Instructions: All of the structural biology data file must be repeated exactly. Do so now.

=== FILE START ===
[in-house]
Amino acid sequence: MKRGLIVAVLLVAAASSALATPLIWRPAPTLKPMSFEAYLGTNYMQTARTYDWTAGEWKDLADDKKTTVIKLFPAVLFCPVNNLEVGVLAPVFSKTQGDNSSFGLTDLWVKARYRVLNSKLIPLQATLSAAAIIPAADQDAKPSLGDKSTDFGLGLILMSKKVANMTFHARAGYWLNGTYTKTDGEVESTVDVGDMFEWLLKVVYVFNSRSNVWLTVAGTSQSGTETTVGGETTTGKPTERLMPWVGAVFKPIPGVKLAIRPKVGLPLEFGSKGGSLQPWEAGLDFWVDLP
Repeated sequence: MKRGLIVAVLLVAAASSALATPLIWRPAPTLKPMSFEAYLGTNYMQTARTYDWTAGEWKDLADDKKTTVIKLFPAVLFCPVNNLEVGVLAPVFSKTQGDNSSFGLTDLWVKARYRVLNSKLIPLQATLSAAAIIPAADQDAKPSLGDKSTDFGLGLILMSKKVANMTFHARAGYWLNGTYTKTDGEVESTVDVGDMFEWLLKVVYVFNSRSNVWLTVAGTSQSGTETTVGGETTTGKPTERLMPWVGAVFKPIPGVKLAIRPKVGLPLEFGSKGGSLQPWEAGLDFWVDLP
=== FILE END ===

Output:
[in-house]
Amino acid sequence: MKRGLIVAVLLVAAASSALATPLIWRPAPTLKPMSFEAYLGTNYMQTARTYDWTAGEWKDLADDKKTTVIKLFPAVLFCPVNNLEVGVLAPVFSKTQGDNSSFGLTDLWVKARYRVLNSKLIPLQATLSAAAIIPAADQDAKPSLGDKSTDFGLGLILMSKKVANMTFHARAGYWLNGTYTKTDGEVESTVDVGDMFEWLLKVVYVFNSRSNVWLTVAGTSQSGTETTVGGETTTGKPTERLMPWVGAVFKPIPGVKLAIRPKVGLPLEFGSKGGSLQPWEAGLDFWVDLP
Repeated sequence: MKRGLIVAVLLVAAASSALATPLIWRPAPTLKPMSFEAYLGTNYMQTARTYDWTAGEWKDLADDKKTTVIKLFPAVLFCPVNNLEVGVLAPVFSKTQGDNSSFGLTDLWVKARYRVLNSKLIPLQATLSAAAIIPAADQDAKPSLGDKSTDFGLGLILMSKKVANMTFHARAGYWLNGTYTKTDGEVESTVDVGDMFEWLLKVVYVFNSRSNVWLTVAGTSQSGTETTVGGETTTGKPTERLMPWVGAVFKPIPGVKLAIRPKVGLPLEFGSKGGSLQPWEAGLDFWVDLP